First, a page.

One of the challenges we face in working on climate change is the trap of hopelessness. Because the problem is so immense, in both scope and consequences, it is easy to despair of our ability to make a difference—and without faith that our actions matter, we are likely to do nothing.
Our Torah portion for this week—and some commentary on it, old and new—offers an important insight into this conundrum.
Ki Tisa presents the infamous episode of the Golden Calf. After forty days atop Mt. Sinai receiving the Torah from God, Moses heads down with great energy and enthusiasm, ready to bring the Word to his beloved Israelite people. But when he sees what they have done in his absence, constructing and then worshiping an idol of gold, he becomes enraged and despondent: “As soon as Moses came near the camp and saw the calf and the [people] dancing, he grew furious. He hurled the tablets from his hands and shattered them at the foot of the mountain.”
This account in Exodus raises a significant difficulty: Even though he is understandably angry, how can Moses intentionally destroy God’s handiwork, containing the Divine Name? The midrash Pirkei de Rabbi Eliezer offers an ingenious answer to this problem. It proposes that in the instant Moses beheld the Israelites worshipping the golden calf, the letters flew off the stones and they became too heavy for him to bear. In other words, Moses did not throw the tablets—he dropped them out of exhaustion. This gets him off the hook for demolishing God’s words—for God’s words are no longer on the tablets when they shatter. It also suggests that Moses was a victim of hopelessness. As Rabbi Harold Kushner interprets the scene: “When Moses felt he was bringing God’s word to a people eager to receive it, he was capable of doing something difficult and demanding. When he had reason to suspect that his efforts were in vain, the same task became too hard for him.”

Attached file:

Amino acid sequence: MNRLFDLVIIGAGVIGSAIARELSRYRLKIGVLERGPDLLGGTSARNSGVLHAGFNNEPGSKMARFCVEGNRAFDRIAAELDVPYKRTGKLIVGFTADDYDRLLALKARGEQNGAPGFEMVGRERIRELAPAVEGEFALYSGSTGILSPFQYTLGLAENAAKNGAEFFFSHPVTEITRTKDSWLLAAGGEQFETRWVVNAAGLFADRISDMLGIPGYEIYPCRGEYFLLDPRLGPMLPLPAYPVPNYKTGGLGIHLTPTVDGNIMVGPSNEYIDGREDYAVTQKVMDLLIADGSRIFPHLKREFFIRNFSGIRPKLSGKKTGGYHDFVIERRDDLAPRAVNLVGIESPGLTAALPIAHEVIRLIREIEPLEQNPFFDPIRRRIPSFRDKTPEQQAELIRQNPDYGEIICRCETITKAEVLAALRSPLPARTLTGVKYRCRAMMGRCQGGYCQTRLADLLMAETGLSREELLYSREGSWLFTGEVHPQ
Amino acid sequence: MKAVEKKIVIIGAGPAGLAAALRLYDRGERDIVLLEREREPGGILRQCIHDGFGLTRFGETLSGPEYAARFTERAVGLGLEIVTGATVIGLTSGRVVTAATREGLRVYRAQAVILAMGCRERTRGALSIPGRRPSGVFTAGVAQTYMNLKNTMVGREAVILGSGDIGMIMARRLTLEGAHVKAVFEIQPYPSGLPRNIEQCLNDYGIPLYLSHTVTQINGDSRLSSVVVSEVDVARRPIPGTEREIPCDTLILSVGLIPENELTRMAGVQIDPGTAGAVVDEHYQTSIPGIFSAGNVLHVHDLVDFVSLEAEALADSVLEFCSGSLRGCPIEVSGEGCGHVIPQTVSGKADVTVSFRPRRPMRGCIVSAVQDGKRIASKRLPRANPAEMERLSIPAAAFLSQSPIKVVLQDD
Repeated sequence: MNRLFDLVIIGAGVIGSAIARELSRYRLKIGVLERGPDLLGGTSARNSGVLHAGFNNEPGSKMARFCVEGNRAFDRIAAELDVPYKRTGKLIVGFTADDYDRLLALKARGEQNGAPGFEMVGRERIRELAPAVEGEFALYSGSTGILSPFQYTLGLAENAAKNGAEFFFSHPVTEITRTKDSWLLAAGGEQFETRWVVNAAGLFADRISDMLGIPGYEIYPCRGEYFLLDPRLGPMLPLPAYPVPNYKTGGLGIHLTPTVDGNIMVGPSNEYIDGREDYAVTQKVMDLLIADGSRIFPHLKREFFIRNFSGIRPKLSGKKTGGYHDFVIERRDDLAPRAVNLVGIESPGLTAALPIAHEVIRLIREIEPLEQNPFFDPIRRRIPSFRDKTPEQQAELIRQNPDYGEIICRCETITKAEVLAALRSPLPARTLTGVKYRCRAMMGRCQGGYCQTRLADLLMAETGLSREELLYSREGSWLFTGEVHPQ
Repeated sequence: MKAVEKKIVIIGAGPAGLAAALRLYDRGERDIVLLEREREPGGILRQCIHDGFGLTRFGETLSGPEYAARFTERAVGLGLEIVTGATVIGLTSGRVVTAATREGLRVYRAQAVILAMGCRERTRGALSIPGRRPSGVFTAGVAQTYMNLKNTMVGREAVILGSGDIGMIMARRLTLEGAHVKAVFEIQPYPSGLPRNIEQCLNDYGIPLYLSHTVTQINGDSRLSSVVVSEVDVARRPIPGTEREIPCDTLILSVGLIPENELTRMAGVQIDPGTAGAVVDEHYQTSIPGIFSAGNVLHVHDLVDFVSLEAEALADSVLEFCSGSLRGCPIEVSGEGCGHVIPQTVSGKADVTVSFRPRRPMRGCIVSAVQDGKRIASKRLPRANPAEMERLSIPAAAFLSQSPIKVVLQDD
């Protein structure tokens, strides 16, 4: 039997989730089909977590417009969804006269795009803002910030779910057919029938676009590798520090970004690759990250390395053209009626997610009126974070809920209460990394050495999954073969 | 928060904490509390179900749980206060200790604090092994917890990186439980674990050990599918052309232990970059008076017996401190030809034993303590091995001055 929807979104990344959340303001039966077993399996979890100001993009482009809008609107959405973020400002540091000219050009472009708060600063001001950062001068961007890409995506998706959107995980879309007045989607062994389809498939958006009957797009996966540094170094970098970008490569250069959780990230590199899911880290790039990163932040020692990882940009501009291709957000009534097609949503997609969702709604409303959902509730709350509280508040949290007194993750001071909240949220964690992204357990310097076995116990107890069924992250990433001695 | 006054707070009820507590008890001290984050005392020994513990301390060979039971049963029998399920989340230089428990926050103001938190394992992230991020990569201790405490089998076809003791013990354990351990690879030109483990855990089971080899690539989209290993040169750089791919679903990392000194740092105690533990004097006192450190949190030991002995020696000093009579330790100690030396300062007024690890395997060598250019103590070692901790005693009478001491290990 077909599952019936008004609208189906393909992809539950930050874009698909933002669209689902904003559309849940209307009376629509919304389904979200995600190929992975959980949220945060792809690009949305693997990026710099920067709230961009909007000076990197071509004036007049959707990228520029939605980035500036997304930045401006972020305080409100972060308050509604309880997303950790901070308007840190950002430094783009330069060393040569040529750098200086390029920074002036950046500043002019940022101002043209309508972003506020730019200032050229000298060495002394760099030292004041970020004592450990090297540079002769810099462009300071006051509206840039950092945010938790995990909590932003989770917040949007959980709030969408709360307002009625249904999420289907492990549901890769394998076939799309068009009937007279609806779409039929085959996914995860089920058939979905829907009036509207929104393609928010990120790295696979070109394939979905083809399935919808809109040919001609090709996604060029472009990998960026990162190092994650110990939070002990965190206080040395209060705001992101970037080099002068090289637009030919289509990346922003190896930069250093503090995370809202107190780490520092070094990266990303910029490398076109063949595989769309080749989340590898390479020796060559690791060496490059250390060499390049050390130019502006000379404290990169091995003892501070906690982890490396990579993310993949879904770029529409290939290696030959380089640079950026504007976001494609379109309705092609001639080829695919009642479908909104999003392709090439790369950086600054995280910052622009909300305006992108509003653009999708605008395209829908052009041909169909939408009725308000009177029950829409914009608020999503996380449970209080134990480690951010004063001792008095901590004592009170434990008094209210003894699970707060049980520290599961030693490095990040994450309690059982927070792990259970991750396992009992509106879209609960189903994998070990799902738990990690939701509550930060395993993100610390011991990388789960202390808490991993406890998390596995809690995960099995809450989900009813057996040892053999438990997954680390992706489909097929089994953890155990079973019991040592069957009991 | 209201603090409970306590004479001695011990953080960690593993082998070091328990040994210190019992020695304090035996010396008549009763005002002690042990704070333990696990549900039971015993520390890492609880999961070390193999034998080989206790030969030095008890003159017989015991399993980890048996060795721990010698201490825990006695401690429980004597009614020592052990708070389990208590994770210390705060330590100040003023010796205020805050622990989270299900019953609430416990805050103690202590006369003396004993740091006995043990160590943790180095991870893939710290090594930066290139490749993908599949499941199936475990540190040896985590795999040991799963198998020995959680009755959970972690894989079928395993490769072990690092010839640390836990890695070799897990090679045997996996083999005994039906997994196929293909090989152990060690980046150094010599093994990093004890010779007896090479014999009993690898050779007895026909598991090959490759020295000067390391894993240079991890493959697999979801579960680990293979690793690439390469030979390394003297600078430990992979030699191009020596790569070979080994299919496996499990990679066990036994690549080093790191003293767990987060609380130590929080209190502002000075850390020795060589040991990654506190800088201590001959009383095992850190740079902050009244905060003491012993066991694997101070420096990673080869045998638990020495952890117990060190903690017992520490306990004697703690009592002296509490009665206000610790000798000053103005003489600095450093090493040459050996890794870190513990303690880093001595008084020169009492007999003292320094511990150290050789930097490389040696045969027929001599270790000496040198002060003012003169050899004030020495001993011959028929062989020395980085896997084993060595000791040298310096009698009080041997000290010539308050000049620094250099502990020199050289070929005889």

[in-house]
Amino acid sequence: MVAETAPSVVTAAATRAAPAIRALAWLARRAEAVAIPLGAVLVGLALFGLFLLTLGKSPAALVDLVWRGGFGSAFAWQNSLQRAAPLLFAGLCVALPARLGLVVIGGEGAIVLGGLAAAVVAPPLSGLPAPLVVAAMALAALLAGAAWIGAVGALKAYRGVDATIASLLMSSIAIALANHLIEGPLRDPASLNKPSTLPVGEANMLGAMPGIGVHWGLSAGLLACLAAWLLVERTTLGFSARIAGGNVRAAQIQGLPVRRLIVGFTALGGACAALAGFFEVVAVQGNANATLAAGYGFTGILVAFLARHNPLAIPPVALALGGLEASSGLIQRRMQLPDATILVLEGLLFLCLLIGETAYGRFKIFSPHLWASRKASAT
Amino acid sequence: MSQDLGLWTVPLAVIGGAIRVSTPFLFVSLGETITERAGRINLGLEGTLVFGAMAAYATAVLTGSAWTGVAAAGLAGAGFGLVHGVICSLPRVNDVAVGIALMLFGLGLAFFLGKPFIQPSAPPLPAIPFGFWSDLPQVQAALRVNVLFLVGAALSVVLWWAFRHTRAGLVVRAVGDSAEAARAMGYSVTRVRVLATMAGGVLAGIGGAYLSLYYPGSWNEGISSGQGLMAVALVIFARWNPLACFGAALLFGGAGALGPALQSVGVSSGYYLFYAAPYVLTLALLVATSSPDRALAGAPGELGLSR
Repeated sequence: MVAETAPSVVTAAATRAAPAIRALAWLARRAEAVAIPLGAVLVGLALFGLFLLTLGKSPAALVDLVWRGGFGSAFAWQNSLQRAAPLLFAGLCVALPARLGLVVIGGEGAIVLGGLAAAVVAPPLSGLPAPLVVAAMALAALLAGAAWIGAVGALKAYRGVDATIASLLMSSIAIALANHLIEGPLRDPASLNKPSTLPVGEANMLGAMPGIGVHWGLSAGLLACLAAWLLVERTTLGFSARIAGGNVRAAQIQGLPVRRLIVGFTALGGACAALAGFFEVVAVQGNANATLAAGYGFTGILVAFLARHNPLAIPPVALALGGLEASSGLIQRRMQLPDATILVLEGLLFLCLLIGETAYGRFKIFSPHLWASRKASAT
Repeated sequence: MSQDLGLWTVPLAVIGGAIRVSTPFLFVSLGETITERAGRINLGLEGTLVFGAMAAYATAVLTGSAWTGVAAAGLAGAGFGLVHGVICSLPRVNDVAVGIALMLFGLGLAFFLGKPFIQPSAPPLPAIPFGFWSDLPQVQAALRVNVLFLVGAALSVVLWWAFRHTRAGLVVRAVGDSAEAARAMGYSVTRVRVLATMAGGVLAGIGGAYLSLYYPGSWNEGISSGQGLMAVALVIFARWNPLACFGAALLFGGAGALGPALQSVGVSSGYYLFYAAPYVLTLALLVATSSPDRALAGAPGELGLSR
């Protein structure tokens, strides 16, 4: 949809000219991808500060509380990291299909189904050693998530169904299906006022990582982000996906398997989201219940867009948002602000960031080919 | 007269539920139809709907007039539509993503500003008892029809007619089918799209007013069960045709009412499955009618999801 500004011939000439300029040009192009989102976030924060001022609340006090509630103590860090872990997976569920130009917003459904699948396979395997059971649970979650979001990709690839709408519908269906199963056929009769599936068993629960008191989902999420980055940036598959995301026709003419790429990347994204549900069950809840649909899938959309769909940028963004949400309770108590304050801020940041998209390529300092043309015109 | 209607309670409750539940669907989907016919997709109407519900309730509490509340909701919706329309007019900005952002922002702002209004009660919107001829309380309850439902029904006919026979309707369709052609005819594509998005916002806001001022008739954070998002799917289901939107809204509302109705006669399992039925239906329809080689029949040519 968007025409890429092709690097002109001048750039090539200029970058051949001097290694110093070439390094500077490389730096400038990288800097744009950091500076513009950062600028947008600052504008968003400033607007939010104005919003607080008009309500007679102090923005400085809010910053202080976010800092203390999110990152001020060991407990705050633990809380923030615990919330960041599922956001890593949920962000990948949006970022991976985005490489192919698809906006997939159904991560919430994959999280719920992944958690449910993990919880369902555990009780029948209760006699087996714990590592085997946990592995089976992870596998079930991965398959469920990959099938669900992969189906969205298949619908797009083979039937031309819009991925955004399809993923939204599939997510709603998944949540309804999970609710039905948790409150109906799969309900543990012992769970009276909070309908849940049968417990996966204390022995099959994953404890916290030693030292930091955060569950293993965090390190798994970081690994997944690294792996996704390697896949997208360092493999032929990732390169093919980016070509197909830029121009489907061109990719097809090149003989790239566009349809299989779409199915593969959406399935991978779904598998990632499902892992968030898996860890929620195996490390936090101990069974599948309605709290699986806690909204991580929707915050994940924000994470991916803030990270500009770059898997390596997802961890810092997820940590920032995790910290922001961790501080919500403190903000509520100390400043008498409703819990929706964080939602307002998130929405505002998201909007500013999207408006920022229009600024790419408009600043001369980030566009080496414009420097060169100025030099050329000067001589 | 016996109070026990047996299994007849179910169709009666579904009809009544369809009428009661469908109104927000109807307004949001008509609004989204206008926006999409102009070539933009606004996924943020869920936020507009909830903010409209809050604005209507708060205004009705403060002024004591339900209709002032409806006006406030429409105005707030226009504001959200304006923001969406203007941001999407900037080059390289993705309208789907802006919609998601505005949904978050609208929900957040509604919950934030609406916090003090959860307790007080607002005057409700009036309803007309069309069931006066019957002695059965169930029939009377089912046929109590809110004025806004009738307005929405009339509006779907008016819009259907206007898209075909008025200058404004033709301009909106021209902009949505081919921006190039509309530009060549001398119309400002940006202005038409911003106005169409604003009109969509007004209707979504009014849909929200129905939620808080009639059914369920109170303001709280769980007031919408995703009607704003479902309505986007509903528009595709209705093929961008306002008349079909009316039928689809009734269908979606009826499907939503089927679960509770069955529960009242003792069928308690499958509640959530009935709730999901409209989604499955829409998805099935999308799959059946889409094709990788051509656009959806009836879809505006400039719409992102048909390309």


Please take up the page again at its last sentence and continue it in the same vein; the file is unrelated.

Our efforts to combat catastrophic climate change can feel very much like this. When we can’t see ourselves making a difference, the task becomes inordinately difficult. That is why it is important to remind ourselves that what we do really does matter. The website crowdsourcingsustainability.org offers three reassuring truths to keep us going:
1. The size of an individual’s footprint is mind-boggling.
Our impact over a lifetime really adds up!
2. The macro dictates the micro.
When enough citizens, employees, and consumers start to advocate for climate-friendly policies and products, government officials and companies will step up to supply them. By using our power, we incentivize better products, services, and innovation. Each of us plays a role in this.
3. The ripple effect—we are a highly social species.
Sustainability can and will start to spread rapidly once it gets going. If just one person starts acting sustainably – start acting sustainably others are sure to start following suit. You won’t even know all the people you influence. By being the change you wish to see, will have an outsized impact and help to build momentum in the fight against climate change.
For more, see: https://crowdsourcingsustainability.org/climate-change-can-one-person-really-make-a-difference/
As our Torah portion ends, Moses and God and the people of Israel reconcile. The sacred labor of building the mishkan, the portable sanctuary, continues and takes up the rest of the book of Exodus. God and Moses learn that their labors are not in vain—but that progress is incremental, and often filled with setbacks. The Israelites are given a second chance—and this time, fare better. Each side learns to see its work as meaningful, and that sense of purpose will sustain them for forty years in the desert.
So may it be with our sacred labor on behalf of God’s creation.